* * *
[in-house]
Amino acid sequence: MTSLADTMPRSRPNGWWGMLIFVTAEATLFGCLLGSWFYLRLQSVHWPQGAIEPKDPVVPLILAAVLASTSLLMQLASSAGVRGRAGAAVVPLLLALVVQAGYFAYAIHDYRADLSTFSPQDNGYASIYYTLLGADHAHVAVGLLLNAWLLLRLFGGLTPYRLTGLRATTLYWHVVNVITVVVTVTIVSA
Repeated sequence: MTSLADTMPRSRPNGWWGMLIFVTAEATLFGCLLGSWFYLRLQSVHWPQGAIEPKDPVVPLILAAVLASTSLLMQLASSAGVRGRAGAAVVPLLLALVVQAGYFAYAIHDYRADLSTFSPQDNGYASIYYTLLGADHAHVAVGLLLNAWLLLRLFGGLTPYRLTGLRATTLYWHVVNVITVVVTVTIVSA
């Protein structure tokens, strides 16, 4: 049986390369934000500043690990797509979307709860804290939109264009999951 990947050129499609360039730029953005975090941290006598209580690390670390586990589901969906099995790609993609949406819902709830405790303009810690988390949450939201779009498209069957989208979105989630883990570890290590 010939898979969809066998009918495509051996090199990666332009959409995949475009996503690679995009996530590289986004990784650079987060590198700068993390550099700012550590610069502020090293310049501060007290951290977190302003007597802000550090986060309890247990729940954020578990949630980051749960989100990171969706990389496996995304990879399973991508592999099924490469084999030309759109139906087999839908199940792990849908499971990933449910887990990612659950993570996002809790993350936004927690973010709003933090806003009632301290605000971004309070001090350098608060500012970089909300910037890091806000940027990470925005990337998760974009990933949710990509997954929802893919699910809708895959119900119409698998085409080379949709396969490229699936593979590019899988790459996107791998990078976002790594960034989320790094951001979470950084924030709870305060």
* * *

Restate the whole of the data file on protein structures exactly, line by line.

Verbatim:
[in-house]
Amino acid sequence: MTSLADTMPRSRPNGWWGMLIFVTAEATLFGCLLGSWFYLRLQSVHWPQGAIEPKDPVVPLILAAVLASTSLLMQLASSAGVRGRAGAAVVPLLLALVVQAGYFAYAIHDYRADLSTFSPQDNGYASIYYTLLGADHAHVAVGLLLNAWLLLRLFGGLTPYRLTGLRATTLYWHVVNVITVVVTVTIVSA
Repeated sequence: MTSLADTMPRSRPNGWWGMLIFVTAEATLFGCLLGSWFYLRLQSVHWPQGAIEPKDPVVPLILAAVLASTSLLMQLASSAGVRGRAGAAVVPLLLALVVQAGYFAYAIHDYRADLSTFSPQDNGYASIYYTLLGADHAHVAVGLLLNAWLLLRLFGGLTPYRLTGLRATTLYWHVVNVITVVVTVTIVSA
């Protein structure tokens, strides 16, 4: 049986390369934000500043690990797509979307709860804290939109264009999951 990947050129499609360039730029953005975090941290006598209580690390670390586990589901969906099995790609993609949406819902709830405790303009810690988390949450939201779009498209069957989208979105989630883990570890290590 010939898979969809066998009918495509051996090199990666332009959409995949475009996503690679995009996530590289986004990784650079987060590198700068993390550099700012550590610069502020090293310049501060007290951290977190302003007597802000550090986060309890247990729940954020578990949630980051749960989100990171969706990389496996995304990879399973991508592999099924490469084999030309759109139906087999839908199940792990849908499971990933449910887990990612659950993570996002809790993350936004927690973010709003933090806003009632301290605000971004309070001090350098608060500012970089909300910037890091806000940027990470925005990337998760974009990933949710990509997954929802893919699910809708895959119900119409698998085409080379949709396969490229699936593979590019899988790459996107791998990078976002790594960034989320790094951001979470950084924030709870305060």